We strive so hard to fill our days–our feet barely hit the floor and we are rushing to get ready, to get in the car, to go somewhere, do something.
And should there be the rare morning when our schedule doesn’t demand our attention, we sleep it away and then turn on our noise machines to provide a soundtrack for breakfast, lunch and dinner and everything in between.
One statistic notes: “our homes have more television sets than people. And those television sets are turned on for more than a third of the day—eight hours, 14 minutes.” (USA Today)
We are afraid to be alone.
Afraid to listen to my own heartbeat and thoughts and to consider my own questions. So I fill the space with distractions and push away the necessity of facing them.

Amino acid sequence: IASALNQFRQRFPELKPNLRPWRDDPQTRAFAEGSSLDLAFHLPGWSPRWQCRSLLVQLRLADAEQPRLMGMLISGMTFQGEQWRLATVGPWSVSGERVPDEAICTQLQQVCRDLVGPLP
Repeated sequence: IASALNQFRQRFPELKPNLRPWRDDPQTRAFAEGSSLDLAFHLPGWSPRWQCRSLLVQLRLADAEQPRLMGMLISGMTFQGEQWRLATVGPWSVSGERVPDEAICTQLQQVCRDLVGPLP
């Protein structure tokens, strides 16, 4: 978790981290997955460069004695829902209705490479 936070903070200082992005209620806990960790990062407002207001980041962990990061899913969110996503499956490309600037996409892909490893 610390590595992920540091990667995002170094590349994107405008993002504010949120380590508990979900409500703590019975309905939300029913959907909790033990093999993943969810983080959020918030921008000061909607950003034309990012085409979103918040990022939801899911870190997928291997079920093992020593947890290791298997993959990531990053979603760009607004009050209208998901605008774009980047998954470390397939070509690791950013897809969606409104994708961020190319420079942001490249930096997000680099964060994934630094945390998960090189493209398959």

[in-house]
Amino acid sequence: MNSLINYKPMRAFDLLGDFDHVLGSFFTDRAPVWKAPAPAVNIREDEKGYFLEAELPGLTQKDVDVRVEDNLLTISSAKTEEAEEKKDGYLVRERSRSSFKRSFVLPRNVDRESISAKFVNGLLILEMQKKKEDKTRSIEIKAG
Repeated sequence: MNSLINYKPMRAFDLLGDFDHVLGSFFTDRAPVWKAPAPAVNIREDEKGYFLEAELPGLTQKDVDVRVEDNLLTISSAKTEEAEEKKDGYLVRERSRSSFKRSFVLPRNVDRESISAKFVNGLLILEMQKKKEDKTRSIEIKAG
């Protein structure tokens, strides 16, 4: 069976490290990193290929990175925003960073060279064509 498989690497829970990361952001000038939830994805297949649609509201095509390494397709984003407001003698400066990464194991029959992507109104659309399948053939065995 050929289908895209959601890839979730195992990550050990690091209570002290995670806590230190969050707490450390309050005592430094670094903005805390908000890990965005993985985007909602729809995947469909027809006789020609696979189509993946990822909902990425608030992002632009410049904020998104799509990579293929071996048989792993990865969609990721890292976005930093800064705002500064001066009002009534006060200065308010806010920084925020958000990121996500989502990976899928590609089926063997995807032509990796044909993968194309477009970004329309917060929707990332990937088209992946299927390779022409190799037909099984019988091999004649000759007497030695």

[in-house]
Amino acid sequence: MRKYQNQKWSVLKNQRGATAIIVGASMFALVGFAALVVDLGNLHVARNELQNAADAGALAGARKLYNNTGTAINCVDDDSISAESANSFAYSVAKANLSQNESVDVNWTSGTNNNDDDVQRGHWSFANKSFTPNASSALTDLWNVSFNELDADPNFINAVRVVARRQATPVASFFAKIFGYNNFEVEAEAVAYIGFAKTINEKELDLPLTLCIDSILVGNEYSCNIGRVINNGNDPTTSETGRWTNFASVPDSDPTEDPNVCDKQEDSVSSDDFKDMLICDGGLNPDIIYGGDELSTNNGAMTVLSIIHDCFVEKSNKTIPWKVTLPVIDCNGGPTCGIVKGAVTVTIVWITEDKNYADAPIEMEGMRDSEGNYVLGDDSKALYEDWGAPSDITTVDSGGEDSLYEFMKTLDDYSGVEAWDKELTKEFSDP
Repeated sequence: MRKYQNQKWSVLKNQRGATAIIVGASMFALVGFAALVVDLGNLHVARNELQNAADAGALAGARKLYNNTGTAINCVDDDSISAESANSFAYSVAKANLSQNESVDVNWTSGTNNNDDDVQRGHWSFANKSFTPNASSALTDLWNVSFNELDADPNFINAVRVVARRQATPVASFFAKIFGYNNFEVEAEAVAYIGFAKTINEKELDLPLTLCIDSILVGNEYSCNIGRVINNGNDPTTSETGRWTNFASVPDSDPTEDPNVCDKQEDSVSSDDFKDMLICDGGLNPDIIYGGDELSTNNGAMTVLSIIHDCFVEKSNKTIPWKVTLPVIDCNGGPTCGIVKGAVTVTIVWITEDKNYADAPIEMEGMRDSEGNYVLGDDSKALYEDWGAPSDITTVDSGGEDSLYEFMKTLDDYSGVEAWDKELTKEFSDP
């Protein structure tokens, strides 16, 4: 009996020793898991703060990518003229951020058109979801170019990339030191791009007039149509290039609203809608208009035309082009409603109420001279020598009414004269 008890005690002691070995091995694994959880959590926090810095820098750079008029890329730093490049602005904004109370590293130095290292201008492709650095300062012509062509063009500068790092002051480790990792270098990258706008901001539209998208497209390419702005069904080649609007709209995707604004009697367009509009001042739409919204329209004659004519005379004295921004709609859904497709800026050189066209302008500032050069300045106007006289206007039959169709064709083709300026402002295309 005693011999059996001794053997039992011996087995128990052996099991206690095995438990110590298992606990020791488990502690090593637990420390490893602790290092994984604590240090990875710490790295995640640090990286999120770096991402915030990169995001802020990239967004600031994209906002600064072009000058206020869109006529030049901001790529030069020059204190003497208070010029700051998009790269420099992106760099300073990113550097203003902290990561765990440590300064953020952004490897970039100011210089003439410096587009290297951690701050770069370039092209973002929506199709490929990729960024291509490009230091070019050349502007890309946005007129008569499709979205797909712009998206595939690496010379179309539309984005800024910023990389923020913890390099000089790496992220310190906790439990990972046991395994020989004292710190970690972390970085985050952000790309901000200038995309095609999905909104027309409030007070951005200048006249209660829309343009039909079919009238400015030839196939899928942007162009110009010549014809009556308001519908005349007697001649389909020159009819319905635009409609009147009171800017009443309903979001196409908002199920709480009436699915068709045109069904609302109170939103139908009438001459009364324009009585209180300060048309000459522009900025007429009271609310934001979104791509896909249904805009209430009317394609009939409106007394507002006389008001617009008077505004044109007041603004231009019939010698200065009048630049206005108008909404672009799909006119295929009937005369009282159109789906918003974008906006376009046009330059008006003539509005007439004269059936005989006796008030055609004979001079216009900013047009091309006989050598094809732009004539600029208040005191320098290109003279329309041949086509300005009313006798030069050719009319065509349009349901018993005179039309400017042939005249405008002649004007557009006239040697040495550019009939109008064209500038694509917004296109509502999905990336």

But grief will not be ignored.
It will not allow me to pull the covers over my mind and hide beneath them. I cannot turn the music or television up loud enough to drown out the rhythm of sorrow keeping time in my head.
I am re-reading “A Grief Observed” by C.S. Lewis.
It comforts me that this man who was an intellectual giant, a creative genius, and a thoughtful and capable apologist for the Gospel, struggled just like me when faced with the sorrow, pain, loss and questions of grief.
And, contrary to what I wish were true there are not answers available for every question.
Quoting Bible verses does not soothe every frayed nerve.
There are not rock-solid assurances that sweep away every doubt.
Being in one’s own company alone with God is challenging.
Without the noise of outside distraction I am forced to face my fears and hidden darkness.
And in the quiet I find that the easy answers leave me empty and unsatisfied. I must listen carefully for the still, small Voice that whispers comfort.
In the end, it is to Jesus Himself that I must cling.